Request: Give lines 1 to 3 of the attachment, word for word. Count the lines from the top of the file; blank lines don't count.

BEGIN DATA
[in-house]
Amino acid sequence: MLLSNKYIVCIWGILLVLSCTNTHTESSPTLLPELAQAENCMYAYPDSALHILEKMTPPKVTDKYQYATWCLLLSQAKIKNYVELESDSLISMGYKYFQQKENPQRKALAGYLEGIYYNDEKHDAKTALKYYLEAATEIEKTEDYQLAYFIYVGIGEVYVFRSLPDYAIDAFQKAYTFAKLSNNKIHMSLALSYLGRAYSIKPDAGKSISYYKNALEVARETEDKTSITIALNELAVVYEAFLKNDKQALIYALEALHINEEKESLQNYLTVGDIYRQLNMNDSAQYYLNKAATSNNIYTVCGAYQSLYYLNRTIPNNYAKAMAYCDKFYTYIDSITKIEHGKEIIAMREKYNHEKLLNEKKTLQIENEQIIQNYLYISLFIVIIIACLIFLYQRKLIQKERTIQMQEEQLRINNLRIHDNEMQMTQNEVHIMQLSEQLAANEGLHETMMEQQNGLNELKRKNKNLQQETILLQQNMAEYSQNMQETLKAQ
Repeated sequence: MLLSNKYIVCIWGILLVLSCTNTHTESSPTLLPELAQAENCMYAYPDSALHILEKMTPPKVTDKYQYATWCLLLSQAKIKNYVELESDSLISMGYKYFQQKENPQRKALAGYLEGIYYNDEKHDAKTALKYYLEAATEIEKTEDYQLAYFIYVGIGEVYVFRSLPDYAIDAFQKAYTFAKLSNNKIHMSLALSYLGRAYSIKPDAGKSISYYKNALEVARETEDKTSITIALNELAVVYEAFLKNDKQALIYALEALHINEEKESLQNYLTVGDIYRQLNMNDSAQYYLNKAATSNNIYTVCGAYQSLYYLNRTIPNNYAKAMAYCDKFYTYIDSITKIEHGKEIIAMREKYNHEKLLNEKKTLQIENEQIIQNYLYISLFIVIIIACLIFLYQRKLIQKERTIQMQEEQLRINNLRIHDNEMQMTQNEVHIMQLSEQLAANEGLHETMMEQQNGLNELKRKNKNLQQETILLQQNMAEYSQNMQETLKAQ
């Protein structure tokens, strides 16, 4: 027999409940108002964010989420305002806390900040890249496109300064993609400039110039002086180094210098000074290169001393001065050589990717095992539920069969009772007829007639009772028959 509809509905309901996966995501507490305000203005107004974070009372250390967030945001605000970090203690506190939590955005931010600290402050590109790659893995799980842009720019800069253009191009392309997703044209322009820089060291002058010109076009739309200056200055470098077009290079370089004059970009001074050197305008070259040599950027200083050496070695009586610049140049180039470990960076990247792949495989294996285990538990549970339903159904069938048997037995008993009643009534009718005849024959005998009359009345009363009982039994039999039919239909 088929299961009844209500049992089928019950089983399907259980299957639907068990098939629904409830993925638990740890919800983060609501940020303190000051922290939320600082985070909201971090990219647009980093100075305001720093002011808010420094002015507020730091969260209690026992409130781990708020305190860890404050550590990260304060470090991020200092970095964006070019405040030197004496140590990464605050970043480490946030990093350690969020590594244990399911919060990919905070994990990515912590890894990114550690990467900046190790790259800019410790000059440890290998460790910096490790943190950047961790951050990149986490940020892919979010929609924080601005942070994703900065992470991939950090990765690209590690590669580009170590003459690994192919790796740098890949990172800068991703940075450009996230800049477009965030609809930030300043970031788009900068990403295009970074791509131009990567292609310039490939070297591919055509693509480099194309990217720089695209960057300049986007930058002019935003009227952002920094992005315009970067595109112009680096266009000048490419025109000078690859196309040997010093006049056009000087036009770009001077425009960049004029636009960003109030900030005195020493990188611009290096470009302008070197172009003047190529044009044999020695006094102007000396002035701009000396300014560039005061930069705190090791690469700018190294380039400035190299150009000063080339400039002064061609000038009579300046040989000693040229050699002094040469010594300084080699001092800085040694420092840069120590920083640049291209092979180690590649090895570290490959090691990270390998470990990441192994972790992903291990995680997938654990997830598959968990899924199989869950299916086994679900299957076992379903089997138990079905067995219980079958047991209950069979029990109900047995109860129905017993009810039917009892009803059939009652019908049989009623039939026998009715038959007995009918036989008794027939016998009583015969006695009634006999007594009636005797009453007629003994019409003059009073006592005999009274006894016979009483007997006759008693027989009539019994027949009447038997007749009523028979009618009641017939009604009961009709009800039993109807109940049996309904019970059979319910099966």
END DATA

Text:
[in-house]
Amino acid sequence: MLLSNKYIVCIWGILLVLSCTNTHTESSPTLLPELAQAENCMYAYPDSALHILEKMTPPKVTDKYQYATWCLLLSQAKIKNYVELESDSLISMGYKYFQQKENPQRKALAGYLEGIYYNDEKHDAKTALKYYLEAATEIEKTEDYQLAYFIYVGIGEVYVFRSLPDYAIDAFQKAYTFAKLSNNKIHMSLALSYLGRAYSIKPDAGKSISYYKNALEVARETEDKTSITIALNELAVVYEAFLKNDKQALIYALEALHINEEKESLQNYLTVGDIYRQLNMNDSAQYYLNKAATSNNIYTVCGAYQSLYYLNRTIPNNYAKAMAYCDKFYTYIDSITKIEHGKEIIAMREKYNHEKLLNEKKTLQIENEQIIQNYLYISLFIVIIIACLIFLYQRKLIQKERTIQMQEEQLRINNLRIHDNEMQMTQNEVHIMQLSEQLAANEGLHETMMEQQNGLNELKRKNKNLQQETILLQQNMAEYSQNMQETLKAQ
Repeated sequence: MLLSNKYIVCIWGILLVLSCTNTHTESSPTLLPELAQAENCMYAYPDSALHILEKMTPPKVTDKYQYATWCLLLSQAKIKNYVELESDSLISMGYKYFQQKENPQRKALAGYLEGIYYNDEKHDAKTALKYYLEAATEIEKTEDYQLAYFIYVGIGEVYVFRSLPDYAIDAFQKAYTFAKLSNNKIHMSLALSYLGRAYSIKPDAGKSISYYKNALEVARETEDKTSITIALNELAVVYEAFLKNDKQALIYALEALHINEEKESLQNYLTVGDIYRQLNMNDSAQYYLNKAATSNNIYTVCGAYQSLYYLNRTIPNNYAKAMAYCDKFYTYIDSITKIEHGKEIIAMREKYNHEKLLNEKKTLQIENEQIIQNYLYISLFIVIIIACLIFLYQRKLIQKERTIQMQEEQLRINNLRIHDNEMQMTQNEVHIMQLSEQLAANEGLHETMMEQQNGLNELKRKNKNLQQETILLQQNMAEYSQNMQETLKAQ